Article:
According to this study, we should therefore look for life and this evidence under the surface of the planet. “There is no running water or significant water in the Martian atmosphere, so cells and spores dry out“, explains Brian Hoffman, in a press release. “The surface temperature on Mars is also known to be roughly similar to dry ice, so it is indeed deeply frozen.“
Of all the bacteria studied under these conditions similar to those of Mars, Deinococcus radiodurans (nicknamed “Conan the bacterium”) emerged as the most adapted to Martian life. It is this bacterium which had already been identified as capable of interplanetary travel thereby, bring life to another planet. According to the study, Deinococcus can spend 1.5 million years just 10 centimeters below the surface, and about 280 million years at 10 meters deep, points out Space.com.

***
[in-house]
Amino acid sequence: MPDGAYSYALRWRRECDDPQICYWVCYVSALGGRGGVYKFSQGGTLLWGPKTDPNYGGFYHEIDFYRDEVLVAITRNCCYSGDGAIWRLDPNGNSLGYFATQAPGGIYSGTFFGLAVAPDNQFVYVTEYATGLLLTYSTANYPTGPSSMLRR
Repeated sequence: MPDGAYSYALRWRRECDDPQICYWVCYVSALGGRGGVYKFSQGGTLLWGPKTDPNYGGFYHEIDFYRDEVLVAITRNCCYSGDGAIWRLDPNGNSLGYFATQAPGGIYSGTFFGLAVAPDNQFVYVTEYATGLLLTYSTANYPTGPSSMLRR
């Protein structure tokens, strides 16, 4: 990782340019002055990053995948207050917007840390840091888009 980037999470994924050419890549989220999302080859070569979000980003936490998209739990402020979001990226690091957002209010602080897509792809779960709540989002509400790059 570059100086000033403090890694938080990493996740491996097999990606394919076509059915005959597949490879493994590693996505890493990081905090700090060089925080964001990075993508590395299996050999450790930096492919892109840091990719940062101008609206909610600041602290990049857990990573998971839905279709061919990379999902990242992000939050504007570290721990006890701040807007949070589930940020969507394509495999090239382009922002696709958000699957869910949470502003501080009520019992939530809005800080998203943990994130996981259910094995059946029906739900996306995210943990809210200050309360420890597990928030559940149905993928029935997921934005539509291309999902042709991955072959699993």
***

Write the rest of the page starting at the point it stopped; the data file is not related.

“We suggest that periodic melting could allow intermittent repopulation and dispersal. Moreover, if Martian life existed, even if viable life forms are not present on Mars, their macromolecules and viruses would survive much, much longer. This reinforces the likelihood that, if life ever evolved on Mars, it would show up in future missions.“, concludes Michael Daly.